I hate when we get calls from folks that have beautiful tile floors that have started to crack. And it’s only because they didn’t put the right membrane under it before they laid it, because it’s – there’s no fix for that at that point. You’re just going to have to live with it until it’s time to do it all again. And it can all be avoided if you put the right type of membrane under it. It’s called an “uncoupling membrane” and it does the job.
LESLIE: Jo from Kentucky is on the line with some help with a bathroom cleaning project.
What can we do for you?
JO: Yes. I have an old bathtub and where the water has leaked, I have some porcelain – I guess it’s a porcelain tub. I have some orange spots in there and they look like they’re going to eventually just give way on me. I want to know how I could patch that up.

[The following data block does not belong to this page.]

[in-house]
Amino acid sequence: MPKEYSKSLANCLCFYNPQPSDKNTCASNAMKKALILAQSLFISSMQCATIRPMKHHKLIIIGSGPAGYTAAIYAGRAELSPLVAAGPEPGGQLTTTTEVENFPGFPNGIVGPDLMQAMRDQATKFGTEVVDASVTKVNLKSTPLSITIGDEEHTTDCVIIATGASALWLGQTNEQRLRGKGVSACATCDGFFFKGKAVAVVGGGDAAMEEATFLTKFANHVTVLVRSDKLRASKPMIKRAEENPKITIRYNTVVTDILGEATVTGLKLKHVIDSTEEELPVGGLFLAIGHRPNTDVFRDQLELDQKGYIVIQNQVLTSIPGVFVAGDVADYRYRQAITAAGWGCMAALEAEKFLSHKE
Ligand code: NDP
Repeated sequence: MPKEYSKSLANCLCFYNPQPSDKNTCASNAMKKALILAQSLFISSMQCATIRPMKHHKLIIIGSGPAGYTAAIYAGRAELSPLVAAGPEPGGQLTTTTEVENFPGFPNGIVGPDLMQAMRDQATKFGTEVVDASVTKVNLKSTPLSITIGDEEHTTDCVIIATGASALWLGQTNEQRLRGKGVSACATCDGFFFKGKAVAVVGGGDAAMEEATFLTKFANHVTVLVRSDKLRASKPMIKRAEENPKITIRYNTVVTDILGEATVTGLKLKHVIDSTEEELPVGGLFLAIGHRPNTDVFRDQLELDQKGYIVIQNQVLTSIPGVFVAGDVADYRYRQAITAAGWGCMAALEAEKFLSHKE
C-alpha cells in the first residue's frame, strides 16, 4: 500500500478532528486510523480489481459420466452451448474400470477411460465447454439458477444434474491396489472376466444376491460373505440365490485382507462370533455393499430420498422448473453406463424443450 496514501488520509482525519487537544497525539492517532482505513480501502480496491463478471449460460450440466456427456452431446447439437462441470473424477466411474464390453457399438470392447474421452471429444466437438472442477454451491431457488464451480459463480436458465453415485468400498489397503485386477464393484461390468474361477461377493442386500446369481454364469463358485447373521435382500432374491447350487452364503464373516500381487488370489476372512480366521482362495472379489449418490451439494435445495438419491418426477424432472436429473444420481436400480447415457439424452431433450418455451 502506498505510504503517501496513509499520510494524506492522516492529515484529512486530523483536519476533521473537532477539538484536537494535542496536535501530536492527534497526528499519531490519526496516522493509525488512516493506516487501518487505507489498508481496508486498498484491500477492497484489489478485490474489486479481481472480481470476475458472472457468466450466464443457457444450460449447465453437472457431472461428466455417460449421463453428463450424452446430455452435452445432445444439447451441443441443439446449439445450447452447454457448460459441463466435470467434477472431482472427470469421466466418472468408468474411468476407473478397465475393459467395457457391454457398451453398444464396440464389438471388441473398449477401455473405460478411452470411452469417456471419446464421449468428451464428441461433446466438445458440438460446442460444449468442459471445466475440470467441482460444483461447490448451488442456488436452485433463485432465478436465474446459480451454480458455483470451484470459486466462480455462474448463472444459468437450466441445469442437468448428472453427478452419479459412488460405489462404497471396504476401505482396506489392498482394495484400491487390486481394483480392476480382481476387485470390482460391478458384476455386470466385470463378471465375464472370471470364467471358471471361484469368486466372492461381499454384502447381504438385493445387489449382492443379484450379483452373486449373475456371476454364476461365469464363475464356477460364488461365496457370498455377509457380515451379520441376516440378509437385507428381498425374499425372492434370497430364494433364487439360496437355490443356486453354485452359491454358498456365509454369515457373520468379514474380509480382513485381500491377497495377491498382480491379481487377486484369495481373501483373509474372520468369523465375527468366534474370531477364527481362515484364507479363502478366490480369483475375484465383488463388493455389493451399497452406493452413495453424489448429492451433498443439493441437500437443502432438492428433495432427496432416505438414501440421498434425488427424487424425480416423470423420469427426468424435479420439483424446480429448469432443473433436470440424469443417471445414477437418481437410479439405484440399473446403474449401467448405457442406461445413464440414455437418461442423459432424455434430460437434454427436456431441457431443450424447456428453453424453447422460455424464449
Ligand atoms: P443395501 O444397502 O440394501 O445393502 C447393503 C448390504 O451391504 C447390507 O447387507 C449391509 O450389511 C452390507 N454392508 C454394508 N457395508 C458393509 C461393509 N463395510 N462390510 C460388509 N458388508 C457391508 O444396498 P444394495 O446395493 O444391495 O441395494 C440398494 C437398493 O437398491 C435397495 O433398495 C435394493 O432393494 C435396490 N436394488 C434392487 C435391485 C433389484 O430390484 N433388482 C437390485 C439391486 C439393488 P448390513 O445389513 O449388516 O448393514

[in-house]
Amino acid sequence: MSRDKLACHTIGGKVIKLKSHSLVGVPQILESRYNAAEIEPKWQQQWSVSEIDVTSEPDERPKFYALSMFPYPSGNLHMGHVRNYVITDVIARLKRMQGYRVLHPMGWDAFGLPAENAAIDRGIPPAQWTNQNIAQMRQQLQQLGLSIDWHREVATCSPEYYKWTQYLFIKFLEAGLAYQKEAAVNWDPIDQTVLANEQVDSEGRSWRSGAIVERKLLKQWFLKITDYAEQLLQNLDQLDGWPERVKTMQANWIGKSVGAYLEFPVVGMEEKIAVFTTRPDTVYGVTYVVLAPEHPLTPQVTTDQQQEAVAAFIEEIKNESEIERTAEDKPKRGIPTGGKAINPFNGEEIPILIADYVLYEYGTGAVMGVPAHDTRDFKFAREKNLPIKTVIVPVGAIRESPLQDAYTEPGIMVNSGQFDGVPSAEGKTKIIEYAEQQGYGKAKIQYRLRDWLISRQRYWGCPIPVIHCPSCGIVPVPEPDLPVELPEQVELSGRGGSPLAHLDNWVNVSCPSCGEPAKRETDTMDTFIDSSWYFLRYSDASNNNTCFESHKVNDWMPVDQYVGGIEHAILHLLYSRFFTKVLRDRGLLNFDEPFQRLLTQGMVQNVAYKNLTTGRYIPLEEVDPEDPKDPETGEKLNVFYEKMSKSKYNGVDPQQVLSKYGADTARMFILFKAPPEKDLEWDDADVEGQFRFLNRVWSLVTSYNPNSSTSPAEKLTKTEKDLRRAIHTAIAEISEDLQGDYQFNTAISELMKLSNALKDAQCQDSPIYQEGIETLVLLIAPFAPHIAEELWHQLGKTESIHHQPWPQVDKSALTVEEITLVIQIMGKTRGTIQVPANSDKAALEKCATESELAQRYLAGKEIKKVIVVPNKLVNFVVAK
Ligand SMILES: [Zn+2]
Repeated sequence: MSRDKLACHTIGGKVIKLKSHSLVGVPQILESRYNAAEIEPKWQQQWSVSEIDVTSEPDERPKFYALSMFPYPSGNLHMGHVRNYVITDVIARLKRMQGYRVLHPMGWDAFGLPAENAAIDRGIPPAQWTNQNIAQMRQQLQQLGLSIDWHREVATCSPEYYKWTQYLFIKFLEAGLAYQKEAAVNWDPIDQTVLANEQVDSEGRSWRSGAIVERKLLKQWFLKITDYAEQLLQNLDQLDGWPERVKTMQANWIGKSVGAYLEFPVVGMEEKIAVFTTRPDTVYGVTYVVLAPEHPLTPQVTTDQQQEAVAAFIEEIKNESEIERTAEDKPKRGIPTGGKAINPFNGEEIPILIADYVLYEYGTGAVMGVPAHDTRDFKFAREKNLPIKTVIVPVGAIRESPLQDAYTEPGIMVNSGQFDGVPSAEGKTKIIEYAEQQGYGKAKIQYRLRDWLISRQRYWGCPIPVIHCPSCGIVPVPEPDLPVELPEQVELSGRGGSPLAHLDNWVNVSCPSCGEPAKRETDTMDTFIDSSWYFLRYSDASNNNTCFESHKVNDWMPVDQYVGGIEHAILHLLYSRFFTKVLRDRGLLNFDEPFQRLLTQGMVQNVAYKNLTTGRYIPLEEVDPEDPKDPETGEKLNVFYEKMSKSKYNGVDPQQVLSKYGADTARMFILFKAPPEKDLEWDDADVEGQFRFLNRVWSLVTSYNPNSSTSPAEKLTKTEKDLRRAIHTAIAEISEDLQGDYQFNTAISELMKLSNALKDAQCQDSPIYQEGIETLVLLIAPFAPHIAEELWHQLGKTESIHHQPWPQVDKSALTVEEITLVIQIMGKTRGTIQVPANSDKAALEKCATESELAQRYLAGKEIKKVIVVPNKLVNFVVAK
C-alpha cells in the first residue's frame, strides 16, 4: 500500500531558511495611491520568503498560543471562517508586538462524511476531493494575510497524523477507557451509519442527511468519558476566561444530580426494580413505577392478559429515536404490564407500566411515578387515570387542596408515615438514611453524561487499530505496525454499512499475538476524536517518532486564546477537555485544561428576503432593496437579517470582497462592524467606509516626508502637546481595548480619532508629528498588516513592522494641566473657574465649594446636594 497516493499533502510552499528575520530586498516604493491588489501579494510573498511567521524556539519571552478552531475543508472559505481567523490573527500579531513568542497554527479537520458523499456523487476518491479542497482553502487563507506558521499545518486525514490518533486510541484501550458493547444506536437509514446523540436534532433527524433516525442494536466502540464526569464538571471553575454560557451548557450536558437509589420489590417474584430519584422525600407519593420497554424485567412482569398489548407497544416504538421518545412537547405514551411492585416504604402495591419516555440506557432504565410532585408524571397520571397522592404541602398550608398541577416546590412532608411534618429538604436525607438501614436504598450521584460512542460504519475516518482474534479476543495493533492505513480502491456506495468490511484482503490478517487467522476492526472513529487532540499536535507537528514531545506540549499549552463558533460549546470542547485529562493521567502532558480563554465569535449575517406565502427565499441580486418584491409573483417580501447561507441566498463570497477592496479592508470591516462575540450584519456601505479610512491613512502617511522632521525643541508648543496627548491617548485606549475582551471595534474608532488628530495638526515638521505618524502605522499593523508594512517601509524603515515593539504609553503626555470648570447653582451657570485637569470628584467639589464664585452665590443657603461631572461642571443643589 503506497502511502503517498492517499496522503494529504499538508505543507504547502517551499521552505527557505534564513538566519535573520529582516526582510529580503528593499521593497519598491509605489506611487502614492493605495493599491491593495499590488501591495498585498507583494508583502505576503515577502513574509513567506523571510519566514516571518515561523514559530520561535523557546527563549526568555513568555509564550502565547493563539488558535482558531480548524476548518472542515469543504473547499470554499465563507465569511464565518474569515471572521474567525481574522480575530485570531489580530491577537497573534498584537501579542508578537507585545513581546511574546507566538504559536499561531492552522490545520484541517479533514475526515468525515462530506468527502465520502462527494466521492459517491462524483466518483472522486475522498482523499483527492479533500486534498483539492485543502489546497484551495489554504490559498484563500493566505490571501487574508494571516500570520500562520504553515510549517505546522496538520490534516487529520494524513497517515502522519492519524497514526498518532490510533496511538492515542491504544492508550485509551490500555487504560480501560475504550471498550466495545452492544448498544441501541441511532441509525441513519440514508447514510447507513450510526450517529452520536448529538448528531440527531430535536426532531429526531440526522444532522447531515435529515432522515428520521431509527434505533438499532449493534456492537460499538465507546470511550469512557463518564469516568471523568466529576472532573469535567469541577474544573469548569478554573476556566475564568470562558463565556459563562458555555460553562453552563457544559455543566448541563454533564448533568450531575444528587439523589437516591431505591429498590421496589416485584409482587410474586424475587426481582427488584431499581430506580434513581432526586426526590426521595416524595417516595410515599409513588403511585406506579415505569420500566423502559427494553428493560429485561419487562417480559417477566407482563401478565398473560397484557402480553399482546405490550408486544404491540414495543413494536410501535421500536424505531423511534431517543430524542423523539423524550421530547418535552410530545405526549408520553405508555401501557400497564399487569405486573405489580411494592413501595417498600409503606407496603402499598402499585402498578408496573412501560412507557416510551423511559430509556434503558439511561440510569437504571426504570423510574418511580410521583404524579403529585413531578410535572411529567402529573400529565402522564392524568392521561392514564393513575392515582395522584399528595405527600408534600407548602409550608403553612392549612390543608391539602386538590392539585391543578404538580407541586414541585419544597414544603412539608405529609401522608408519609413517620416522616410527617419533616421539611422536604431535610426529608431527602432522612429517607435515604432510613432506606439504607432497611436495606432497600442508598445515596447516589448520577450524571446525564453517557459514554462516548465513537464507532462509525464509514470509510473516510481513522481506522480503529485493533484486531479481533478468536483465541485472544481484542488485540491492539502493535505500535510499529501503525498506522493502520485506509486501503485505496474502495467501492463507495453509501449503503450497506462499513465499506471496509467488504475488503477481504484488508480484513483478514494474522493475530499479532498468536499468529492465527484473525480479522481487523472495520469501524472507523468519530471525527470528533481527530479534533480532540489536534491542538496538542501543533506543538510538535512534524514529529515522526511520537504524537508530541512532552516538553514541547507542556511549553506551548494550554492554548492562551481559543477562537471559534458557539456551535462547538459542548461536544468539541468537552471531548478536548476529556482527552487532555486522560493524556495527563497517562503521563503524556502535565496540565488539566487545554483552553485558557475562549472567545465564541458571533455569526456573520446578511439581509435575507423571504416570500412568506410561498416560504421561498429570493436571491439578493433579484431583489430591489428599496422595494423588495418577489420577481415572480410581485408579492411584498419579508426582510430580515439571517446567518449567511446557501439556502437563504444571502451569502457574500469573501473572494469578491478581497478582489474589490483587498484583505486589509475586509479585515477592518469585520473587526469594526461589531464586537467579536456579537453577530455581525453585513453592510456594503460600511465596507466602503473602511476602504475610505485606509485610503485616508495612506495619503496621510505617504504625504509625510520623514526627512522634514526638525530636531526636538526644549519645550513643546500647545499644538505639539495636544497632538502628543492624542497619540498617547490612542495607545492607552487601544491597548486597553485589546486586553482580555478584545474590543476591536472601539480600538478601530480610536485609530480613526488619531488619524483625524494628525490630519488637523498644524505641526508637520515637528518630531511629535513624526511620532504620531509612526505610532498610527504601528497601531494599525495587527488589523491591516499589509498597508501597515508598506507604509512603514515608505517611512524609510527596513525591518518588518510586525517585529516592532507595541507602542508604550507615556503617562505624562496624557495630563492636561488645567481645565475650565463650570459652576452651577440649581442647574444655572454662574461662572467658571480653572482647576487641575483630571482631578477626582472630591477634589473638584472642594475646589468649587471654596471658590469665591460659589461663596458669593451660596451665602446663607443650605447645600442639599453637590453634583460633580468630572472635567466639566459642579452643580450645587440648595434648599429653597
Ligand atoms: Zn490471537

LESLIE: Are they super-tiny or are they, you know, an inch or so?
JO: Yes. Oh, yes, they’re very small.
TOM: There are touch-ups but you know what? They will show.
LESLIE: Yeah. I’ve used one. When we bought our house, there was a tiny – I mean super-tiny – little rust spot in our tub. And I used a product called Porc-a-Fix? And you can get it in – pretty much in any home center. It comes in a variety of whites and off-whites, so you kind of have to guess which one is going to work close enough to your exact white or bisque or whatever you want to call it.
LESLIE: And it almost looks like it’s a nail-polish bottle, kind of.
LESLIE: And you apply it in gradual layers, letting it set up and then going back the next day and putting another one on until you build it up. And it’s done a fairly good job. We’ve been in the house 8 years and it’s still there, it’s still covered up. But I know exactly where it is.